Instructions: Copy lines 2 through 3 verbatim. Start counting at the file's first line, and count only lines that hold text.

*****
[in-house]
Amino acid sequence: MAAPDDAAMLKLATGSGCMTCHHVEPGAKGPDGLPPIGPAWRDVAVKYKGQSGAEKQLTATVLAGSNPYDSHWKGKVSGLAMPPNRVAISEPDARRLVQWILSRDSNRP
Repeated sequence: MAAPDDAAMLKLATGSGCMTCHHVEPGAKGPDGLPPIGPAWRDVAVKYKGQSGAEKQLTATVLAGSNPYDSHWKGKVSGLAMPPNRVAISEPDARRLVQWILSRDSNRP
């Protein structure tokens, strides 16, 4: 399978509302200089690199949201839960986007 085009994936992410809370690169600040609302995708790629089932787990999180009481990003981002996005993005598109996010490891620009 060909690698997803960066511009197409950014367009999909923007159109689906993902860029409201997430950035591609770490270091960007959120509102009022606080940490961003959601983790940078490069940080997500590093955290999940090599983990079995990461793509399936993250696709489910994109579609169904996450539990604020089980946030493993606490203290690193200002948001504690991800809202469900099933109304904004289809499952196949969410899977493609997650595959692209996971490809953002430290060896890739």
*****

Amino acid sequence: MAAPDDAAMLKLATGSGCMTCHHVEPGAKGPDGLPPIGPAWRDVAVKYKGQSGAEKQLTATVLAGSNPYDSHWKGKVSGLAMPPNRVAISEPDARRLVQWILSRDSNRP
Repeated sequence: MAAPDDAAMLKLATGSGCMTCHHVEPGAKGPDGLPPIGPAWRDVAVKYKGQSGAEKQLTATVLAGSNPYDSHWKGKVSGLAMPPNRVAISEPDARRLVQWILSRDSNRP